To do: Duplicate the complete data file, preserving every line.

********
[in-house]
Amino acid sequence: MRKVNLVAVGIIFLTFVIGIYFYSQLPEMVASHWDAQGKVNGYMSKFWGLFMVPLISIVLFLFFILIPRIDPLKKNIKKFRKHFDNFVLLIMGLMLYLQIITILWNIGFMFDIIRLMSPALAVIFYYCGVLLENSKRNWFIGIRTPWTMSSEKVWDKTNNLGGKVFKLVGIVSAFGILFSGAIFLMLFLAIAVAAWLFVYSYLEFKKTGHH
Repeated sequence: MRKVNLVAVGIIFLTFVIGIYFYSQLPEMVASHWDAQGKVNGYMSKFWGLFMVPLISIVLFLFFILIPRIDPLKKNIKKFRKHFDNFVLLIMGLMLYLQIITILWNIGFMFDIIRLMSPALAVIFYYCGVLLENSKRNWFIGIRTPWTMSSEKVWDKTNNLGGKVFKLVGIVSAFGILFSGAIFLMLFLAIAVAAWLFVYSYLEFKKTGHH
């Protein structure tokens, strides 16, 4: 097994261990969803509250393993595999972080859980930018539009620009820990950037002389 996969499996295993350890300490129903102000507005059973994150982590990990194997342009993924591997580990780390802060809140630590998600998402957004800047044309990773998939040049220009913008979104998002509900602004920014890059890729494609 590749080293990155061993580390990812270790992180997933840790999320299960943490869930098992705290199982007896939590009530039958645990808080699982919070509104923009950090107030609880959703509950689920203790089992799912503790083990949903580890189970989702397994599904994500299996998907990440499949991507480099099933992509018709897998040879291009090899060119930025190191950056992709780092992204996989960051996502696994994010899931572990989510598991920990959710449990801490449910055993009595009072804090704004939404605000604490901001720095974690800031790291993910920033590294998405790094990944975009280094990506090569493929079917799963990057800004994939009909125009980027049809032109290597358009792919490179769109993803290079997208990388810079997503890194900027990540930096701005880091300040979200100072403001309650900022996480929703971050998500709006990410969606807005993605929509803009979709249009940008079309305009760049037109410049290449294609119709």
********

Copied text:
[in-house]
Amino acid sequence: MRKVNLVAVGIIFLTFVIGIYFYSQLPEMVASHWDAQGKVNGYMSKFWGLFMVPLISIVLFLFFILIPRIDPLKKNIKKFRKHFDNFVLLIMGLMLYLQIITILWNIGFMFDIIRLMSPALAVIFYYCGVLLENSKRNWFIGIRTPWTMSSEKVWDKTNNLGGKVFKLVGIVSAFGILFSGAIFLMLFLAIAVAAWLFVYSYLEFKKTGHH
Repeated sequence: MRKVNLVAVGIIFLTFVIGIYFYSQLPEMVASHWDAQGKVNGYMSKFWGLFMVPLISIVLFLFFILIPRIDPLKKNIKKFRKHFDNFVLLIMGLMLYLQIITILWNIGFMFDIIRLMSPALAVIFYYCGVLLENSKRNWFIGIRTPWTMSSEKVWDKTNNLGGKVFKLVGIVSAFGILFSGAIFLMLFLAIAVAAWLFVYSYLEFKKTGHH
């Protein structure tokens, strides 16, 4: 097994261990969803509250393993595999972080859980930018539009620009820990950037002389 996969499996295993350890300490129903102000507005059973994150982590990990194997342009993924591997580990780390802060809140630590998600998402957004800047044309990773998939040049220009913008979104998002509900602004920014890059890729494609 590749080293990155061993580390990812270790992180997933840790999320299960943490869930098992705290199982007896939590009530039958645990808080699982919070509104923009950090107030609880959703509950689920203790089992799912503790083990949903580890189970989702397994599904994500299996998907990440499949991507480099099933992509018709897998040879291009090899060119930025190191950056992709780092992204996989960051996502696994994010899931572990989510598991920990959710449990801490449910055993009595009072804090704004939404605000604490901001720095974690800031790291993910920033590294998405790094990944975009280094990506090569493929079917799963990057800004994939009909125009980027049809032109290597358009792919490179769109993803290079997208990388810079997503890194900027990540930096701005880091300040979200100072403001309650900022996480929703971050998500709006990410969606807005993605929509803009979709249009940008079309305009760049037109410049290449294609119709």